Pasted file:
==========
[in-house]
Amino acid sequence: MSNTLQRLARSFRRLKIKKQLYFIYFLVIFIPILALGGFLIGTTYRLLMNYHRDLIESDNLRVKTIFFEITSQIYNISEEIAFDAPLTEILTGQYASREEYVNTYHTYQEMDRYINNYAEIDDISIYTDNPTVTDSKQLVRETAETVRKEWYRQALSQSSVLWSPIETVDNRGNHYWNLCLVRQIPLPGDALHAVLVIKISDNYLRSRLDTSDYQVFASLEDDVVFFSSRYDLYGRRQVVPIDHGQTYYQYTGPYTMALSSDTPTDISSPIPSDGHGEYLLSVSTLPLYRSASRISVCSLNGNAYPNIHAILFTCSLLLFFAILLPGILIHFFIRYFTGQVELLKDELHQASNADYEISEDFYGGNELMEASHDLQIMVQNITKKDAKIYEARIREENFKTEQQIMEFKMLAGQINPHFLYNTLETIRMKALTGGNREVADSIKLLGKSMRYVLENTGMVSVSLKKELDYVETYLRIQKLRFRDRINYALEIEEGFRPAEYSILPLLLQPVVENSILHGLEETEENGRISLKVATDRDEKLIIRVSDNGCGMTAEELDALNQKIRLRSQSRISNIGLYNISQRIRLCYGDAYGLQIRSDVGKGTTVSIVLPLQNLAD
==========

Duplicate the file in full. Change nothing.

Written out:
[in-house]
Amino acid sequence: MSNTLQRLARSFRRLKIKKQLYFIYFLVIFIPILALGGFLIGTTYRLLMNYHRDLIESDNLRVKTIFFEITSQIYNISEEIAFDAPLTEILTGQYASREEYVNTYHTYQEMDRYINNYAEIDDISIYTDNPTVTDSKQLVRETAETVRKEWYRQALSQSSVLWSPIETVDNRGNHYWNLCLVRQIPLPGDALHAVLVIKISDNYLRSRLDTSDYQVFASLEDDVVFFSSRYDLYGRRQVVPIDHGQTYYQYTGPYTMALSSDTPTDISSPIPSDGHGEYLLSVSTLPLYRSASRISVCSLNGNAYPNIHAILFTCSLLLFFAILLPGILIHFFIRYFTGQVELLKDELHQASNADYEISEDFYGGNELMEASHDLQIMVQNITKKDAKIYEARIREENFKTEQQIMEFKMLAGQINPHFLYNTLETIRMKALTGGNREVADSIKLLGKSMRYVLENTGMVSVSLKKELDYVETYLRIQKLRFRDRINYALEIEEGFRPAEYSILPLLLQPVVENSILHGLEETEENGRISLKVATDRDEKLIIRVSDNGCGMTAEELDALNQKIRLRSQSRISNIGLYNISQRIRLCYGDAYGLQIRSDVGKGTTVSIVLPLQNLAD